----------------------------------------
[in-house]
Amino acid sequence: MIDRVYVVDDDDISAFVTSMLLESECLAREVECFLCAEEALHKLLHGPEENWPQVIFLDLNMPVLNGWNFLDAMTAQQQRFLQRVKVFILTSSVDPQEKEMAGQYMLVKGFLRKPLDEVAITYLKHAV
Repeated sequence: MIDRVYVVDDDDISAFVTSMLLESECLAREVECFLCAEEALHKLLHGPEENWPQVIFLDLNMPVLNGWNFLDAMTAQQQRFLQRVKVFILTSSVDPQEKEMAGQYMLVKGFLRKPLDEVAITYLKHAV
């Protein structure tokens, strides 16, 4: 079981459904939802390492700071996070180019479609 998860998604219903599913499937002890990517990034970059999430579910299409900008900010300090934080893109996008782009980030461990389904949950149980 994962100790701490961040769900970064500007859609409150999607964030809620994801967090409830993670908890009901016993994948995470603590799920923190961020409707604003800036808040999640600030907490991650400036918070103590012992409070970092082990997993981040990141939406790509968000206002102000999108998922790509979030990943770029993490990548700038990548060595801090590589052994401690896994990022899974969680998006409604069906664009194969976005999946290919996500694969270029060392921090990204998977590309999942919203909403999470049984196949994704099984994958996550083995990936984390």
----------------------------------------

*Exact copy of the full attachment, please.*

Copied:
[in-house]
Amino acid sequence: MIDRVYVVDDDDISAFVTSMLLESECLAREVECFLCAEEALHKLLHGPEENWPQVIFLDLNMPVLNGWNFLDAMTAQQQRFLQRVKVFILTSSVDPQEKEMAGQYMLVKGFLRKPLDEVAITYLKHAV
Repeated sequence: MIDRVYVVDDDDISAFVTSMLLESECLAREVECFLCAEEALHKLLHGPEENWPQVIFLDLNMPVLNGWNFLDAMTAQQQRFLQRVKVFILTSSVDPQEKEMAGQYMLVKGFLRKPLDEVAITYLKHAV
């Protein structure tokens, strides 16, 4: 079981459904939802390492700071996070180019479609 998860998604219903599913499937002890990517990034970059999430579910299409900008900010300090934080893109996008782009980030461990389904949950149980 994962100790701490961040769900970064500007859609409150999607964030809620994801967090409830993670908890009901016993994948995470603590799920923190961020409707604003800036808040999640600030907490991650400036918070103590012992409070970092082990997993981040990141939406790509968000206002102000999108998922790509979030990943770029993490990548700038990548060595801090590589052994401690896994990022899974969680998006409604069906664009194969976005999946290919996500694969270029060392921090990204998977590309999942919203909403999470049984196949994704099984994958996550083995990936984390």